Rosalinda Baldoz told the South China Morning Post yesterday that while she appreciated the opportunities the city had provided for Filipinos, changes could be made to the regulations.
Asked her views on the live-in requirement and the two-week rule, policies that helpers say make them vulnerable to abuse, Baldoz suggested a review.
“I think it should be the subject of an agreement between the workers and the employers,” she said of the live-in requirement ahead of a meeting with her Hong Kong counterpart, Matthew Cheung Kin-chung.
“It should be a choice.”
For years, domestic helper groups have warned that the live-in requirement blocks any means of escape for maids facing abuse, while the two-week rule forces the helpers, often heavily indebted, to endure mistreatment so they can hold on to their jobs.
“The feedback that I get is that the two-week period is quite short,” Baldoz said. “Maybe it is time to review [the period] and make it a little longer.”
She also called on employment agencies - notorious for charging maids up to HK$20,000 - to adopt “ethical recruitment standards”. Hong Kong law stipulates that agencies can only charge maids 10 per cent of the first month’s salary.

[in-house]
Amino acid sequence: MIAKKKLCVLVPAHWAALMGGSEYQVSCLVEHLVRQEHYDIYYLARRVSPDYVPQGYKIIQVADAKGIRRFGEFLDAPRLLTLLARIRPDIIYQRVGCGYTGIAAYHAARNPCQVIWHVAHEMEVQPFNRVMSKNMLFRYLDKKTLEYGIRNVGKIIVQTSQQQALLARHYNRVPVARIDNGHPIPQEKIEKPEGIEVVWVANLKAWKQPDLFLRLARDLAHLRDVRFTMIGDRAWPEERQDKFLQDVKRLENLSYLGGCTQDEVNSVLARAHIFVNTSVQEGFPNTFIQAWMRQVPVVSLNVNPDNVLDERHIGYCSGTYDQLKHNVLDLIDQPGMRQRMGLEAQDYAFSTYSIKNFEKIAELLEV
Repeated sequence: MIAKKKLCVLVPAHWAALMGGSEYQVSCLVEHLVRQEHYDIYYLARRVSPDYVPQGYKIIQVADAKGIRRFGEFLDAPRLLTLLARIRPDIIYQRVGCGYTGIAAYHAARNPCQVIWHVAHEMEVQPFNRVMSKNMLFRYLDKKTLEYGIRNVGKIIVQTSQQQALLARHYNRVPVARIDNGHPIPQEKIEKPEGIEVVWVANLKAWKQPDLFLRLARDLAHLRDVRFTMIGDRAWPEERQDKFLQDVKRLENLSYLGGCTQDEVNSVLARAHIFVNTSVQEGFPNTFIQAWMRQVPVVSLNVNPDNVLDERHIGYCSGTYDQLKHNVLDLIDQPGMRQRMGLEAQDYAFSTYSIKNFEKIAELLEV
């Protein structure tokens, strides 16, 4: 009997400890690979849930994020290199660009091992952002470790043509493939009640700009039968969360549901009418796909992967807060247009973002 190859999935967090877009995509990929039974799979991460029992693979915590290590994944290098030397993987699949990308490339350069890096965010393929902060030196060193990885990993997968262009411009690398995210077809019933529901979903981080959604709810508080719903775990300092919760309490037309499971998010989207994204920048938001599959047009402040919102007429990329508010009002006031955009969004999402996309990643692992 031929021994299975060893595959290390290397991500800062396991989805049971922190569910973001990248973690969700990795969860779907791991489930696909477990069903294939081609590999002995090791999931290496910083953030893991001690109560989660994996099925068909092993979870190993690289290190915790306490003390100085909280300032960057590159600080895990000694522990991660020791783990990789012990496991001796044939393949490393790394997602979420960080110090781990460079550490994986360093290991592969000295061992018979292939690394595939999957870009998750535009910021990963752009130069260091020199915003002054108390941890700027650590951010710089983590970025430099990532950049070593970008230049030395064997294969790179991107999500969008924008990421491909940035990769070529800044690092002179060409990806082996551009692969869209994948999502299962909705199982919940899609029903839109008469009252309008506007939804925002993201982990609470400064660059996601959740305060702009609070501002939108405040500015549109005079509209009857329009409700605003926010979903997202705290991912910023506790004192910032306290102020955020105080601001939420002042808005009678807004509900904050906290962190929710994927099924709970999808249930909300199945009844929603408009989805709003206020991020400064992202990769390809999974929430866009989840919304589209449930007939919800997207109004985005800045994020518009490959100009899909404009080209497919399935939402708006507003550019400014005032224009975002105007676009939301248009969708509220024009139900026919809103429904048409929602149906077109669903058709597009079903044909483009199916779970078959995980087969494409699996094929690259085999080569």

“We are even ready to incentivise them by making it easy: less bureaucratic red tape, shorter processing time, especially if they will partner with local recruitment agencies that also maintain a very high standard of recruitment business,” she said.
Grossesse fatale pour les bonnes à Hongkong, par Alexia Eychenne (mai 2015)
Chaque année, des milliers de #domestiques philippines ou indonésiennes immigrées à #Hongkong sont licenciées illégalement. Leur faute ? Etre tombées enceintes. Friand de leur force de #travail, le territoire refuse qu’elles fondent une famille. Privées d’emploi, elles ont deux semaines pour plier bagage.